The Dreams We Dream Together


Atle Hetland

I have borrowed the heading for my article today from the renowned Swedish writer Niklas Rådström’s latest book entitled ‘Drömmerna vi tillsammans drömmer’, the dreams we dream together. His new book is about positive thinking in all situations, even when sudden and unwanted changes happen. He says that when he in his mid-sixties was diagnosed with leukemia cancer and needed a stem cell transplant, he was first scared about it all, but then he began to look at it all with curiosity as well. Although it sounds quite unreal, I have heard that others react in similar ways, maybe out of necessity and being thankful for life going on even when things aren’t all that good. Rådström says he felt like he had been given a second chance on earth and a time to focus on the important things that he had earlier often overlooked.
In several recent articles, I have written about wars and conflicts, well, also about peace negotiation issues – in Ukraine, Gaza, and elsewhere. Such issues are certainly important, but also depressing and almost hopeless. If we only focus on the negative aspects, we may miss to see the positive in the midst of it all, and that is where solutions lie. So today, inspired by Rådström, I shall change gears and write about more positive things, not that wars and conflicts should be put aside but rather the opposite. Yet, if we dream about the positive things together, perhaps then we have a better chance to discover them.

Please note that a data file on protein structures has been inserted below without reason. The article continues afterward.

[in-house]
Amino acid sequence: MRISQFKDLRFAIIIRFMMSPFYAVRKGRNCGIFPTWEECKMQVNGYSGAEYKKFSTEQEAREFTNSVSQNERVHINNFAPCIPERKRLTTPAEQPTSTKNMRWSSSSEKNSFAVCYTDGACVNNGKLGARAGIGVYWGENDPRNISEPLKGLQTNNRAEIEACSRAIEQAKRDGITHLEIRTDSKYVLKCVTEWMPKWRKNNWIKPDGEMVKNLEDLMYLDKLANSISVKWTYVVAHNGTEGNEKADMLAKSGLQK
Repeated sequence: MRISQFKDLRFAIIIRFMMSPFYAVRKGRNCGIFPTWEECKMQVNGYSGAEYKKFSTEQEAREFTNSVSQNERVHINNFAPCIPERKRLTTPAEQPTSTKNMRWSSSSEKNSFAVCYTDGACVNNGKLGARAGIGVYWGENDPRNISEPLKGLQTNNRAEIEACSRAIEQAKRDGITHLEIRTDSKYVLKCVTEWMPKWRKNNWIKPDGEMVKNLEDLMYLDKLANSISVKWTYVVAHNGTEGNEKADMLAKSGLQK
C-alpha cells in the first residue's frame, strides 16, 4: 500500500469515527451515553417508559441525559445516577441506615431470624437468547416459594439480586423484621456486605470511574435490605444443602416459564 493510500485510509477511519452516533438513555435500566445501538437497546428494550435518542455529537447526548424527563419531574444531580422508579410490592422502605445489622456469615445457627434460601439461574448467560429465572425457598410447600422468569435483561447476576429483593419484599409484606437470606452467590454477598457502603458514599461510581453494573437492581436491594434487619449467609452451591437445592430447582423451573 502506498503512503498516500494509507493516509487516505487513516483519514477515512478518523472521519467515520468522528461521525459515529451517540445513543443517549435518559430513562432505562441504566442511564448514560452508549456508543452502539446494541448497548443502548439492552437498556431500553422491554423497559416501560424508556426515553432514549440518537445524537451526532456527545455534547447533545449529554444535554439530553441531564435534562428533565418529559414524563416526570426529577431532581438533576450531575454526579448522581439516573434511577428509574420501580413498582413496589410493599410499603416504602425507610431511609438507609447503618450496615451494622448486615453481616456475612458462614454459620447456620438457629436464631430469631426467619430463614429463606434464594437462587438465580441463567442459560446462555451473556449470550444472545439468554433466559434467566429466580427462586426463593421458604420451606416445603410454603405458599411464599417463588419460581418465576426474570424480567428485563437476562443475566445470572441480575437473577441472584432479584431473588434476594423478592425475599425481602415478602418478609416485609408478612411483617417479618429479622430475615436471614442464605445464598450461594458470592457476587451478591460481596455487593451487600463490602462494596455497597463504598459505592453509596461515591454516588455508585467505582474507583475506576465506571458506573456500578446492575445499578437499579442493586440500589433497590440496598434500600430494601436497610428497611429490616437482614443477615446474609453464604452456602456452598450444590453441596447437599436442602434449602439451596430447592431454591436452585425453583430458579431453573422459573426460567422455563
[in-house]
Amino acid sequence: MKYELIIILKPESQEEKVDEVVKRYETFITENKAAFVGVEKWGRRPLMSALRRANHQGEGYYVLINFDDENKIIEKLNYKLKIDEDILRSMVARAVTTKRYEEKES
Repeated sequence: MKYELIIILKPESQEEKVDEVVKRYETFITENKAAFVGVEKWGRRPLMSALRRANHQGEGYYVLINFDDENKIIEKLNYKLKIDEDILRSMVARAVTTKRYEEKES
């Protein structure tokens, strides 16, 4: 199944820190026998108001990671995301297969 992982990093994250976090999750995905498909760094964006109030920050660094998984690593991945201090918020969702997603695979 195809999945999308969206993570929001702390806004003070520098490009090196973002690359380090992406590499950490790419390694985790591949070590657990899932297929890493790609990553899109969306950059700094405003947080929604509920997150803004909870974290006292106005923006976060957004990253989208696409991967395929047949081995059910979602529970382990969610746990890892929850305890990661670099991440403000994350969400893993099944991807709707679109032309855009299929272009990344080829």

We must realize, as Rådström does in his book, that people at all times have been able to find solutions to terrible mistakes in the past and difficulties in their own time – as people did after the two terrible world wars in the last century, during the Cold War, and when that ended. Perhaps we turned a bit too self-complacent and careless, though, especially in the 1990s, and therefore let issues drift in the wrong directions, and now that is evidenced by new international tensions and conflicts between Russia and the West, negative rearmament in the NATO countries, and more. If we had focused on harmony-creation and peace-building between nations, then we might not have been in the negative and downward spiral we currently are in. Like Rådström, I want to be both realistic and practical, and philosophical and dreaming, when looking at today’s issues and especially the future. If we think more about how we can contribute to the future, in simple and small ways, and in complicated and big ways, then we will be more likely and able to find solutions, as human beings have always been able to.